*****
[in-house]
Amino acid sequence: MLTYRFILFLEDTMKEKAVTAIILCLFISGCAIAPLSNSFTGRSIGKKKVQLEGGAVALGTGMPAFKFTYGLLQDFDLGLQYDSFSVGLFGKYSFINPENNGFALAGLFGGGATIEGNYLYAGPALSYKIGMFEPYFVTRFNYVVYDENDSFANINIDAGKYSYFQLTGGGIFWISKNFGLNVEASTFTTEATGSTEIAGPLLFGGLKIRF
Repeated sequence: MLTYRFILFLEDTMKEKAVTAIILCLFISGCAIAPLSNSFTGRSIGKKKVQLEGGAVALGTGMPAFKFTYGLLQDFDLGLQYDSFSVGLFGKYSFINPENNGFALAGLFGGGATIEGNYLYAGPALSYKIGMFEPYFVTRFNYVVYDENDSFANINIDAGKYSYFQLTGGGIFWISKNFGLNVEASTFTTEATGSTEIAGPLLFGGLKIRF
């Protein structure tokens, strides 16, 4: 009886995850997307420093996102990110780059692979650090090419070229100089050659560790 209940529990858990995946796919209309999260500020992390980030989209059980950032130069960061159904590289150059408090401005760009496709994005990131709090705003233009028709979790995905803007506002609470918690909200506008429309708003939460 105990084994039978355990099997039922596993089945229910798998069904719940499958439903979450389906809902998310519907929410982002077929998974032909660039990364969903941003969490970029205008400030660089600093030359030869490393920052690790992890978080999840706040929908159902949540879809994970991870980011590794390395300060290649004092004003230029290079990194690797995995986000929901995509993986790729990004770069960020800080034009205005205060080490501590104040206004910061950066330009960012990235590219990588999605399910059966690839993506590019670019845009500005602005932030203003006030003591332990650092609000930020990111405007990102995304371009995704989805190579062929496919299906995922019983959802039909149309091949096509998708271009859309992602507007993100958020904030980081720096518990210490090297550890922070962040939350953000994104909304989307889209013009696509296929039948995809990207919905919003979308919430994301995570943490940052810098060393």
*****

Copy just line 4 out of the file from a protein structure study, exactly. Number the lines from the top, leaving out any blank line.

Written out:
């Protein structure tokens, strides 16, 4: 009886995850997307420093996102990110780059692979650090090419070229100089050659560790 209940529990858990995946796919209309999260500020992390980030989209059980950032130069960061159904590289150059408090401005760009496709994005990131709090705003233009028709979790995905803007506002609470918690909200506008429309708003939460 105990084994039978355990099997039922596993089945229910798998069904719940499958439903979450389906809902998310519907929410982002077929998974032909660039990364969903941003969490970029205008400030660089600093030359030869490393920052690790992890978080999840706040929908159902949540879809994970991870980011590794390395300060290649004092004003230029290079990194690797995995986000929901995509993986790729990004770069960020800080034009205005205060080490501590104040206004910061950066330009960012990235590219990588999605399910059966690839993506590019670019845009500005602005932030203003006030003591332990650092609000930020990111405007990102995304371009995704989805190579062929496919299906995922019983959802039909149309091949096509998708271009859309992602507007993100958020904030980081720096518990210490090297550890922070962040939350953000994104909304989307889209013009696509296929039948995809990207919905919003979308919430994301995570943490940052810098060393």